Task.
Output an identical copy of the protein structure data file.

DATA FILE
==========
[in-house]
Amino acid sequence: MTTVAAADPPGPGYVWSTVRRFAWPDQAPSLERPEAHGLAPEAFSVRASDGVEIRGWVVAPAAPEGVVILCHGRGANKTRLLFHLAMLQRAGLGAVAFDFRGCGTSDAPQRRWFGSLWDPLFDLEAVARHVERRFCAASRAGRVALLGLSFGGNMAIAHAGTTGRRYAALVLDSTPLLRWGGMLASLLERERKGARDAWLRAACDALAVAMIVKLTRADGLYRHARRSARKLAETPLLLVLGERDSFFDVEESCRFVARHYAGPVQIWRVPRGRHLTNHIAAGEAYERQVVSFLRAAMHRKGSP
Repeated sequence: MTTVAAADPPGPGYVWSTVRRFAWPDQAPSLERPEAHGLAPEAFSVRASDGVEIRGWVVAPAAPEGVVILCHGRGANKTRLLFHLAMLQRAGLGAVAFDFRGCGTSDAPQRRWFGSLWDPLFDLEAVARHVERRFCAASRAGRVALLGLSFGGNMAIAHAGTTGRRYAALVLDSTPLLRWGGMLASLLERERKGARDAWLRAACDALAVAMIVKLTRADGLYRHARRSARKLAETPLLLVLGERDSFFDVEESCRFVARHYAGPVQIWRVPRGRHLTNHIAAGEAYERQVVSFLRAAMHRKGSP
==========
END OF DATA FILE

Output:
[in-house]
Amino acid sequence: MTTVAAADPPGPGYVWSTVRRFAWPDQAPSLERPEAHGLAPEAFSVRASDGVEIRGWVVAPAAPEGVVILCHGRGANKTRLLFHLAMLQRAGLGAVAFDFRGCGTSDAPQRRWFGSLWDPLFDLEAVARHVERRFCAASRAGRVALLGLSFGGNMAIAHAGTTGRRYAALVLDSTPLLRWGGMLASLLERERKGARDAWLRAACDALAVAMIVKLTRADGLYRHARRSARKLAETPLLLVLGERDSFFDVEESCRFVARHYAGPVQIWRVPRGRHLTNHIAAGEAYERQVVSFLRAAMHRKGSP
Repeated sequence: MTTVAAADPPGPGYVWSTVRRFAWPDQAPSLERPEAHGLAPEAFSVRASDGVEIRGWVVAPAAPEGVVILCHGRGANKTRLLFHLAMLQRAGLGAVAFDFRGCGTSDAPQRRWFGSLWDPLFDLEAVARHVERRFCAASRAGRVALLGLSFGGNMAIAHAGTTGRRYAALVLDSTPLLRWGGMLASLLERERKGARDAWLRAACDALAVAMIVKLTRADGLYRHARRSARKLAETPLLLVLGERDSFFDVEESCRFVARHYAGPVQIWRVPRGRHLTNHIAAGEAYERQVVSFLRAAMHRKGSP